Details. Your audience will have the entire course of an episode to find out more about your podcast. The bulk of your content is what matters to them, so don’t spoil everything in the first minute. Your podcast intro is like a little handshake when meeting someone new; you don’t need to spit everything out right at once.
Do I Need a Podcast Outro Too?
Yes! While some people may start tuning out as your show wraps up, a podcast outro is a good way to transition out of your show. Since it does come at the end, an outro doesn’t hold the same importance as the intro, but you should still put thought into it.
How to Make a Podcast Outro
An outro is a simple way to wrap up your show and send your listeners off into the regular world. Like your podcast intro, your aim here is to be brief. You can include the same music as the intro, but you’ll need to change up the script.
1. Call to Action:
Since they’ll be transitioning out of your audiospace, it’s a good idea to part ways with your audience by giving them a call to action. Some actions you could suggest to your audience include:
- Your social media handles
- Asking listeners to write a review
- Where to find your podcast community (Facebook, Discord, online forums, etc)
- How to sign up for your newsletter
- Reminder about your Patreon or other fundraiser
- Any merch or services you’re selling
2. Recap the Episode
Listing the main takeaways from the episode you’ve just recorded is a good way to bring your show to its natural end. It’s also a way to prove that you accomplished the goal you set out at the beginning of the episode. This allows your listeners to trust you as an expert in your field.
3. Thank Your Listeners
While your content is great, your podcast would be nothing without your audience. Adding notes of gratitude in your outro is a nice way to show your listeners that you care about them. By regularly mentioning your audience in your show, you will be building community and increasing their loyalty to you.
|Spreaker Quick Tip|
|At the end of the episode pass the mic to your guest. Do they have anything else to say? Maybe they want to promote their website or their social media? Where can your listeners find more information about them? This is a great opportunity to end with a “And I’ll pass the mic off to our guest if people want to learn more about you, where can they find you?”|
For some examples of podcast outros, check out:
- Marketing Over Coffee: After the hosts give a quick goodbye, this podcast ends with a prerecorded outro. It provides information about how to contact the hosts and where their intro/outro music comes from.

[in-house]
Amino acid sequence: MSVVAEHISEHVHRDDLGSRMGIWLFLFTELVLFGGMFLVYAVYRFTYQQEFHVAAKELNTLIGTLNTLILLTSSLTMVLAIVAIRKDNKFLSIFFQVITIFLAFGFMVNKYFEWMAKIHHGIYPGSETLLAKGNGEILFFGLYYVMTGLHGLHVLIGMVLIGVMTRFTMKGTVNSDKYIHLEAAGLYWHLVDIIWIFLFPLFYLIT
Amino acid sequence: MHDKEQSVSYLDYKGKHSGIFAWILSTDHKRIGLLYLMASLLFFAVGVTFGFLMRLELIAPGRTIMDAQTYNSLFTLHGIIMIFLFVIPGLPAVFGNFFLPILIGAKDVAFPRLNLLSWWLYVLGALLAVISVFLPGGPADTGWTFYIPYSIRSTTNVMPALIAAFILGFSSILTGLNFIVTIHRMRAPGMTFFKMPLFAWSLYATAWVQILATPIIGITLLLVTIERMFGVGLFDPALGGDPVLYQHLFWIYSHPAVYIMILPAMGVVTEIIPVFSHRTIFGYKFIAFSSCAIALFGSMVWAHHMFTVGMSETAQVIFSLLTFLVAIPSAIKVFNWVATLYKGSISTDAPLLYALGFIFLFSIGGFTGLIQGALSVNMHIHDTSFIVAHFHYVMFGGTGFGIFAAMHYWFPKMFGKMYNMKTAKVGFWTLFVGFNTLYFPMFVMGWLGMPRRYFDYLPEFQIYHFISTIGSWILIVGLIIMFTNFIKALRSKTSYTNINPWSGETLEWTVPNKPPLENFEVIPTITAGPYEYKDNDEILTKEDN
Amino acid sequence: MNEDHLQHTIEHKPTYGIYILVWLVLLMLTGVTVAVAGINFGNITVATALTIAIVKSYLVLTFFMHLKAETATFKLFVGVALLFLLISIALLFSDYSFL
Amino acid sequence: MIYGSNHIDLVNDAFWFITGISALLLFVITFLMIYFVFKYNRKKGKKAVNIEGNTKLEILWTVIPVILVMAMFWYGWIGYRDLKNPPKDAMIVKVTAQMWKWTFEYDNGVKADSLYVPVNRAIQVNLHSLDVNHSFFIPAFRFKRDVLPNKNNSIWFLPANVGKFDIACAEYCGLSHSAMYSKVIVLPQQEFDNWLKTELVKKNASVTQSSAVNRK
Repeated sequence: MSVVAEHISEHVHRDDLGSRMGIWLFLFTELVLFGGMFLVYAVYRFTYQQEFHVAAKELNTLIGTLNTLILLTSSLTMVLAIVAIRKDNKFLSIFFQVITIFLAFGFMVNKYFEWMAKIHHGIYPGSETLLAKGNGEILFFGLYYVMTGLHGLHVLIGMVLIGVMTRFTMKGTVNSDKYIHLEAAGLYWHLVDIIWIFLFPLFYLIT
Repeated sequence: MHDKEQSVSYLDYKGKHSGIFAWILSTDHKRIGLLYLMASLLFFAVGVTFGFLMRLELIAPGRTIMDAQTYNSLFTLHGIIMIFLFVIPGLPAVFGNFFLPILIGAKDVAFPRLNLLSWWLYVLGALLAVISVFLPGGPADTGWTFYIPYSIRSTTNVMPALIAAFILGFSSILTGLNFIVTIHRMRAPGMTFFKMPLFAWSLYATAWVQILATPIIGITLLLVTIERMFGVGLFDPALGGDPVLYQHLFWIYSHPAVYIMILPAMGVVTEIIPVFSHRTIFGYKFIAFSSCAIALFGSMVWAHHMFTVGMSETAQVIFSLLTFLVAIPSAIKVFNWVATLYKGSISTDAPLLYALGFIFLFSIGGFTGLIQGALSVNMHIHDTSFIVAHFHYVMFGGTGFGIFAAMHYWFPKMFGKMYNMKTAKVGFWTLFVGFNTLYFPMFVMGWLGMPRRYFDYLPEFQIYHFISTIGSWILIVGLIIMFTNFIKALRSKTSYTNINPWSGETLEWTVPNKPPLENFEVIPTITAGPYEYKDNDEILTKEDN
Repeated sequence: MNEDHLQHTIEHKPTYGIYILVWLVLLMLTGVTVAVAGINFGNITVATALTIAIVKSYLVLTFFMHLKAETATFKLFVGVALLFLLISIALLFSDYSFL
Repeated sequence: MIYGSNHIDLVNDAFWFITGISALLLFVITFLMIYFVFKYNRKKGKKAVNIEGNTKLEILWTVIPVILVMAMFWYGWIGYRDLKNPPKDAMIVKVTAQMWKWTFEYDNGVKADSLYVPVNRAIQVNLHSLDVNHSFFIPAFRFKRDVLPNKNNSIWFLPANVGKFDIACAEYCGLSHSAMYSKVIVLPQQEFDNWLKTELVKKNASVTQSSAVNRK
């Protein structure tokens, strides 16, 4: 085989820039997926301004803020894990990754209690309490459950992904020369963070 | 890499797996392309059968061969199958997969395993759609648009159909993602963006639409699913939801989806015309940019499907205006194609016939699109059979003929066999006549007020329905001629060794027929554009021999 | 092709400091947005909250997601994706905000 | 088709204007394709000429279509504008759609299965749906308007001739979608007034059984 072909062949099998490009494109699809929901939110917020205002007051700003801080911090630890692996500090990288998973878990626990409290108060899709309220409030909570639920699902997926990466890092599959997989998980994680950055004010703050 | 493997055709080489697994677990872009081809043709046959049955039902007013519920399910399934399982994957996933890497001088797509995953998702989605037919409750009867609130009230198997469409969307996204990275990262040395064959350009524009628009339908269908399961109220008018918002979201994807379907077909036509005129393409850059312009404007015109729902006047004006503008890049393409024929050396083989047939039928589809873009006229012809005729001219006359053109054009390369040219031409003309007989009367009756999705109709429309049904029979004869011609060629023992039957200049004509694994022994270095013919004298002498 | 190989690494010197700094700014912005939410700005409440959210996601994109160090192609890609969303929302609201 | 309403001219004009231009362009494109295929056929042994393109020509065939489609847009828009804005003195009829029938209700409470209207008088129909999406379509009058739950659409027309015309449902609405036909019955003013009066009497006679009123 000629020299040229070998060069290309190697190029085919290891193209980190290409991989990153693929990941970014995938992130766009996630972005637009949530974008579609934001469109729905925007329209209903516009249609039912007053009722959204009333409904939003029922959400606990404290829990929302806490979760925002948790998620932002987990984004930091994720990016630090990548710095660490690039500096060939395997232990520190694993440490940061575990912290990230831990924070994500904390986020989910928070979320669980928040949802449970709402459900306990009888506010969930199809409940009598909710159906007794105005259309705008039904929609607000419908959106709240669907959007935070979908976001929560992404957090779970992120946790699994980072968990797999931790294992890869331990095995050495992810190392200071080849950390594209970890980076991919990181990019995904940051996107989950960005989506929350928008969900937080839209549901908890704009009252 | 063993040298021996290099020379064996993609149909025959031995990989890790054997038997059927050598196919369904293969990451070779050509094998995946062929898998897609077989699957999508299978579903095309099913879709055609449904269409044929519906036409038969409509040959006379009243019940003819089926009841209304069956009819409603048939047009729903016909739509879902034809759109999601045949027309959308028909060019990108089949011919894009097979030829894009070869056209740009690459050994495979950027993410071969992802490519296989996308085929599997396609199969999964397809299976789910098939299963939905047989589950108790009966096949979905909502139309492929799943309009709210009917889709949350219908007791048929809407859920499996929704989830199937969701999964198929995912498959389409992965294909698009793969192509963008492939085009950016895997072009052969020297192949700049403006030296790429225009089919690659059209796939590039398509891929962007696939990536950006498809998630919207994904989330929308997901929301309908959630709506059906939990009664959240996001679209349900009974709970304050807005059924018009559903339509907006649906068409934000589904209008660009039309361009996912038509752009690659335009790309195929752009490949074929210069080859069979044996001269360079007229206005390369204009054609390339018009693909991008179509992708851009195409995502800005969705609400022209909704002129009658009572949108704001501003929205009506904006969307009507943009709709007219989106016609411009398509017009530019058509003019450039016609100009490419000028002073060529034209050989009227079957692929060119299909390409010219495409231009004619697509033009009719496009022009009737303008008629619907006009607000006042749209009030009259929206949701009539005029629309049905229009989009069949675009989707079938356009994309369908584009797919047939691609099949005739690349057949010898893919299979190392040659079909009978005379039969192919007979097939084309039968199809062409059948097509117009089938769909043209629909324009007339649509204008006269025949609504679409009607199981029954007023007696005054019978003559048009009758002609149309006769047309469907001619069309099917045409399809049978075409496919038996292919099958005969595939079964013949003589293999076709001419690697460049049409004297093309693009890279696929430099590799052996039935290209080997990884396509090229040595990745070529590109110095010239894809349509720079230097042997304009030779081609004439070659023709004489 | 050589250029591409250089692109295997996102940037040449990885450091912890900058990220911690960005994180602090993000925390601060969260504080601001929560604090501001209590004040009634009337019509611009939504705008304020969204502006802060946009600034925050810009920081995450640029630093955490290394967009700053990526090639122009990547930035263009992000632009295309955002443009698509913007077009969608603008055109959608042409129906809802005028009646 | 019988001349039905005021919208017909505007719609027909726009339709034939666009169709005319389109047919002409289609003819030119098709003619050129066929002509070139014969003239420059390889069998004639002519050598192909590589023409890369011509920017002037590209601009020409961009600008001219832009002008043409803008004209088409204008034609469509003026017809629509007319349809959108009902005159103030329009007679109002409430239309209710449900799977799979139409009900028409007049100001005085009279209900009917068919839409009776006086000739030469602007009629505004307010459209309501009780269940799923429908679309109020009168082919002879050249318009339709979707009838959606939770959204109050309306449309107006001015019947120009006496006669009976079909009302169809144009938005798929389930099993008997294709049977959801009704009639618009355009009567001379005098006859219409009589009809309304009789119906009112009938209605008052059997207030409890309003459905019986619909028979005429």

- Perpetual Traffic: Come out of your podcast headspace and back into the real world with this musical outro. It is peppered with a simple episode wrap-up and farewell from the hosts.
- She Podcasts: In this episode, the actual podcast outro doesn’t occur at the end of its running time, but rather a few minutes before. After wrapping up the episode and giving out a call to action to the audience, She Podcasts includes an unedited look of what happens before and after their show.
- Welcome to Night Vale: The ending to this storytelling podcast features its typical atmospheric music. This is followed by an outro recorded by another person that gives the show’s information while staying within their same brand of humour and story tone.
BONUS: How to Make a Podcast Trailer
You’ve recorded your podcast intro and outro, the bulk of your content, done all your editing, and now you’re ready to launch. However, it can take up to a week for a new podcast to appear on podcatchers like Apple Podcasts or Spotify.
In the meanwhile, you can create traction for your show and improve your podcast SEO before it officially launches by creating a podcast trailer. Just like a movie, a podcast trailer will get your audience hyped for the content that you’re about to bring to them. You can put your trailer on your podcast website landing page, giving easy access to anyone who has stumbled across it.
The Podcast Host has a full breakdown of what should be included in your trailer. But generally, they should aim for 30-60 seconds of audio. You can use the same music as in your intro. In fact, the work you did on writing your intro will help you put together a quick promo.
In the end, the trailer is your opportunity to convince potential listeners that you are a great host. We already know it’s true, but don’t be afraid to put your show out there. This is your time to shine, showing your audience everything that you’re passionate about.